Her words hit me like a bat to the chest: “Sometimes I don’t feel like you even like me.” My teenage daughter was in tears. We’d recently come down hard on her for some choices she made. But how had she come to this conclusion? Of course, as I thought about it, I realized we’ve never actually said those words. We tell her we love her, but I’m not sure we’d ever told her we like her.
It’s easy to assume our kids know what we think. And for men in particular, we tend to err on the side of action. While it is certainly true that “actions speak louder than words,” it’s also true that words have the power to shape how we see ourselves and the world around us. And I’ve come to believe there are some things every teenager needs to hear as well as see. Here are 7 things your teen needs to hear from you.While of course it’s critical that your kids know they are loved, they also long to be liked.
1. I like you.
Hopefully you tell your kids often that you love them. But do you ever mention that you like them? While of course it’s critical that your kids know they are loved, they also long to be liked. To like your teen is to purposefully look for things to affirm in who she is becoming. What makes you proud? What impresses you? Make sure she hears you say, “You know, kiddo, I really like hanging out with you.”
2. I’m sorry.
You are right about a lot of things. But you’re not right about everything. And when you are wrong, you need to learn to apologize. This models humility for your teen and enables you to build a relationship of mutual respect rather than simply one of power. Since every parent is wrong sometimes, one of the things every teenager needs to hear his dad say is “I’m sorry.”
3. It’s OK.
Your teen has messed up. I don’t mean rebellion (though probably that too). I mean, she just made a mistake. Maybe she backed the car into the garage door or spilled something in your car. Or perhaps she made a choice she regrets. One of the things every teenager needs to hear is that mistakes are just part of life. No one is immune. Of course you may have a responsibility to make something right, and you should. But it’s OK to make mistakes.
4. I trust you.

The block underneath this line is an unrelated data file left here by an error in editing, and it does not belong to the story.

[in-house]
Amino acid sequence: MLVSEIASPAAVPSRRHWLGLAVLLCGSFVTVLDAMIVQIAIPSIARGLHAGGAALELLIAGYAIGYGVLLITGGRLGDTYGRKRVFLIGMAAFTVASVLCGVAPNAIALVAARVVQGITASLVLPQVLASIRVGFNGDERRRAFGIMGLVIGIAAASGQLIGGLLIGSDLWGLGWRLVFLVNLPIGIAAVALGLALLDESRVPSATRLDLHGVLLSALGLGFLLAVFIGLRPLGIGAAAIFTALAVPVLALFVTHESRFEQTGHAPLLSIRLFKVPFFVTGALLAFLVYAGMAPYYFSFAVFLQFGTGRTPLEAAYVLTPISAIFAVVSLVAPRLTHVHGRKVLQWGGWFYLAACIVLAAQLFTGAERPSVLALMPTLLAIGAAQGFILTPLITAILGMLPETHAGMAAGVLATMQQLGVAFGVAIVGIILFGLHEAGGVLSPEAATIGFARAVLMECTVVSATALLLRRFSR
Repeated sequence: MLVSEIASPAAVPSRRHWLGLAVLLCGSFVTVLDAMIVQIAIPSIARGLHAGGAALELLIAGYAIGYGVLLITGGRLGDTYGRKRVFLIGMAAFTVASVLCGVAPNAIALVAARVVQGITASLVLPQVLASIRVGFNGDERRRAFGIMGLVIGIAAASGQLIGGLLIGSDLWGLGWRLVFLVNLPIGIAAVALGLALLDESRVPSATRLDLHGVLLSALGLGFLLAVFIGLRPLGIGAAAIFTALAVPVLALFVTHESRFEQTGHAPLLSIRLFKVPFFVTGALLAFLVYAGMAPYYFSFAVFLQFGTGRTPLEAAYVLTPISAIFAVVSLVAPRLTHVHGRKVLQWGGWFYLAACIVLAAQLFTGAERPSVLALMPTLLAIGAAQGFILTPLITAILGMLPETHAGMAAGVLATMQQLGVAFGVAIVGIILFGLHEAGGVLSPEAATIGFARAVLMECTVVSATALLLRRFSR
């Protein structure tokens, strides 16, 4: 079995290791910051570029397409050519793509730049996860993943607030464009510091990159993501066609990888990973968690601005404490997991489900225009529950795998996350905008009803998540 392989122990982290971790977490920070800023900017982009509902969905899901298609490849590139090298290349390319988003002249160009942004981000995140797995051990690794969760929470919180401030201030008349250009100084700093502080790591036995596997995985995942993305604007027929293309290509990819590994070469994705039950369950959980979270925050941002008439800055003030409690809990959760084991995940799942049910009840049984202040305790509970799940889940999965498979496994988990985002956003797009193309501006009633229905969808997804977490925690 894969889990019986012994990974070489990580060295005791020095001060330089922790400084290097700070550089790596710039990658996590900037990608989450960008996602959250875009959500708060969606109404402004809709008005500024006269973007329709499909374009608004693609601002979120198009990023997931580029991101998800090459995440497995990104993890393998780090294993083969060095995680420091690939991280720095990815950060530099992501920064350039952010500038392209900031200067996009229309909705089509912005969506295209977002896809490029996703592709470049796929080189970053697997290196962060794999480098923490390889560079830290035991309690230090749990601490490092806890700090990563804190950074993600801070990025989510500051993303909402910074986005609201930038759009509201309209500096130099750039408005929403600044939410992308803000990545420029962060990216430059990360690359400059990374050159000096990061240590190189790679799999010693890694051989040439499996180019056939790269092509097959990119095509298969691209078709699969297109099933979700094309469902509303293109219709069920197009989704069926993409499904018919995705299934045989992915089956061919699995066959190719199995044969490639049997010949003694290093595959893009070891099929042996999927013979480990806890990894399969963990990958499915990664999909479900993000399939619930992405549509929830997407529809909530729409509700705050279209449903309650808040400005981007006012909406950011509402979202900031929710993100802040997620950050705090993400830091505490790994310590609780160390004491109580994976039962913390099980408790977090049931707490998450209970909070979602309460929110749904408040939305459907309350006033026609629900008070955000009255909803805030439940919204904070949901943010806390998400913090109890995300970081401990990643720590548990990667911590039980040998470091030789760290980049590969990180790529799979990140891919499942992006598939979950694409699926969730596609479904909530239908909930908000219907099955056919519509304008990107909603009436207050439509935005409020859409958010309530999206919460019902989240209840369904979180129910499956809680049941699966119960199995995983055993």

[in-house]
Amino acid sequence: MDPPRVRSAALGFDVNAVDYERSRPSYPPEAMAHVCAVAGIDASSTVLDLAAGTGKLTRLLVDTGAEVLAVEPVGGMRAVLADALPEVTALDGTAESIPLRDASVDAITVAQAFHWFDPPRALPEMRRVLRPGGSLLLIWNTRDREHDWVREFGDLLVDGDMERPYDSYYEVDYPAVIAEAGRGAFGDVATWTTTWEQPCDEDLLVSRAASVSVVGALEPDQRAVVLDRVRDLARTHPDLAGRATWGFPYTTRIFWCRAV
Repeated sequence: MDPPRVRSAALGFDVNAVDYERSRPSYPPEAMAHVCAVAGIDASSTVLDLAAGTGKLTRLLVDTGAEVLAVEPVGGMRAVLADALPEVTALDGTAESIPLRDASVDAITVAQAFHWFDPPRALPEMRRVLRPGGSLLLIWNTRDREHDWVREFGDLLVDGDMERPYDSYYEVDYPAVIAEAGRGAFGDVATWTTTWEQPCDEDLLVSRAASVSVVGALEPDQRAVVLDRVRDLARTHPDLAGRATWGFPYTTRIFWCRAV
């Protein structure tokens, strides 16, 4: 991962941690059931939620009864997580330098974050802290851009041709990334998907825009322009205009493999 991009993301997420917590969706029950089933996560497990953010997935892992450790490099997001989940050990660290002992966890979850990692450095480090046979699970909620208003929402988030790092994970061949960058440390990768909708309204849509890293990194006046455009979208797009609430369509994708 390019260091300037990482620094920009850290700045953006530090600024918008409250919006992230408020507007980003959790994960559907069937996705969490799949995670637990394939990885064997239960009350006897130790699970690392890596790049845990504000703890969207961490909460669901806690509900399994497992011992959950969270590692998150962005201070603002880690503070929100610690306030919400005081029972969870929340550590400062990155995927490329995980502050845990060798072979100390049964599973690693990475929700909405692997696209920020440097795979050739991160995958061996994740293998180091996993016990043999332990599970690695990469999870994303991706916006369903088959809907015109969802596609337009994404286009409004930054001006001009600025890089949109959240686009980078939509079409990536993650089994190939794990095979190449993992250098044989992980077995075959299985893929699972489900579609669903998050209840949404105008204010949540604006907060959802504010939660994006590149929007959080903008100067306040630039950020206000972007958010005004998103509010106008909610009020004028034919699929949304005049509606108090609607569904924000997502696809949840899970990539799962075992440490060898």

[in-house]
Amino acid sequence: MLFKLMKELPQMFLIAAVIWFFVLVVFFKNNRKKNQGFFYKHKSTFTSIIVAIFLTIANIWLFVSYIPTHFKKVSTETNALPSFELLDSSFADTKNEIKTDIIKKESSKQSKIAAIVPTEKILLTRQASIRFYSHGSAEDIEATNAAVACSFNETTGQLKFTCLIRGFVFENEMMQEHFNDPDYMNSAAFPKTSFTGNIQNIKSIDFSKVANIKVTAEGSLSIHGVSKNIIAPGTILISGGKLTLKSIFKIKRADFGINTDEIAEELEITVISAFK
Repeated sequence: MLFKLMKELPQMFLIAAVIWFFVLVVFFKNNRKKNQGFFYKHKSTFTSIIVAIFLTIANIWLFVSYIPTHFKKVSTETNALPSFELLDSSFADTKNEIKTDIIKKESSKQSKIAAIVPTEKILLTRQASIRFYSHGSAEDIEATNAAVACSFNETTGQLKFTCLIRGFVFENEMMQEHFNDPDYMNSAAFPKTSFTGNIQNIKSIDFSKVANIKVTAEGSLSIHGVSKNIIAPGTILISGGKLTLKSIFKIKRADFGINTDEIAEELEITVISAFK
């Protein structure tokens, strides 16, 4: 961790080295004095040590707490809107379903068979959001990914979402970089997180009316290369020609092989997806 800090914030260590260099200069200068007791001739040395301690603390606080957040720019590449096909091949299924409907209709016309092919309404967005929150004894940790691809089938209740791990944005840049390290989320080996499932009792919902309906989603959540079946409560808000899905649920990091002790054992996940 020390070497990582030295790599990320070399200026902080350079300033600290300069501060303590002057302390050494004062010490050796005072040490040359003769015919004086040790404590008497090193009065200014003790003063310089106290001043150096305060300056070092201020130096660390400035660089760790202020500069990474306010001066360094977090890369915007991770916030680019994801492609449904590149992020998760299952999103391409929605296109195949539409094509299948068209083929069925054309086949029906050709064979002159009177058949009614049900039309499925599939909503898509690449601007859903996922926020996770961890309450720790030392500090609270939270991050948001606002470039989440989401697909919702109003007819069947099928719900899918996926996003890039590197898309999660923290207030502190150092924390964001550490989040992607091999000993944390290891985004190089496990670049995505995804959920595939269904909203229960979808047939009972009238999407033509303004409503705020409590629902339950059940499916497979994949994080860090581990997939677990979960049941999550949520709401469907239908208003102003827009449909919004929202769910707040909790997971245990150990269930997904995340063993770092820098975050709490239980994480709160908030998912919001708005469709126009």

Any good relationship is built on trust. Because of this, it’s critical for your teen to know you trust him. Maybe this is hard to do because your teen has broken your trust again and again. I would simply suggest that you need to make it a priority to work on rebuilding trust with your teen. Rather than saying “I can no longer trust you because you did this,” work to offer small opportunities for your teen to regain trust. Of course he needs to experience the consequences of breaking trust, but you need to prioritize rebuilding it.
5. You’re really good at that.
You might think it’s obvious to your teen what she is good at. But she still longs for your affirmation, especially in the areas where she may not get public accolades, like how she deals with relationships or how responsible she is. Take time out of your day to notice what she does well and let her know you see it and you’re proud of her. One of the things every teenager needs from her dad is affirmation.
6. You’re not good at that.
It’s OK not to be good at everything. In fact, you have no choice. You will be bad at some (probably many) things. So will your teen. He needs to know it’s not a character defect; it’s simply part of being human. He’ll need your help, though, because the culture tells him there are things he should be good at, like sports or building things, that he might not be good at—at all. You need to help him recognize his weaknesses and not beat himself up but rather focus on his strengths, seeing them as his gifts to the world.
7. Knock it off.
One of the things every teenager needs is to understand what actions are appropriate. As she discovers who she is, she’ll try things she sees others doing—in real life and in pop culture—to see what suits her. But she will struggle to recognize which actions are appropriate for her. She needs your help. When your teen is being disrespectful to you or others, when she is acting entitled, or when whatever else she’s doing is unacceptable, she needs to hear you say “knock it off.”
Sound off: What are other things every teenager needs to hear from her dad?
Huddle up with your teen and ask, “What messages do you most often hear from me?”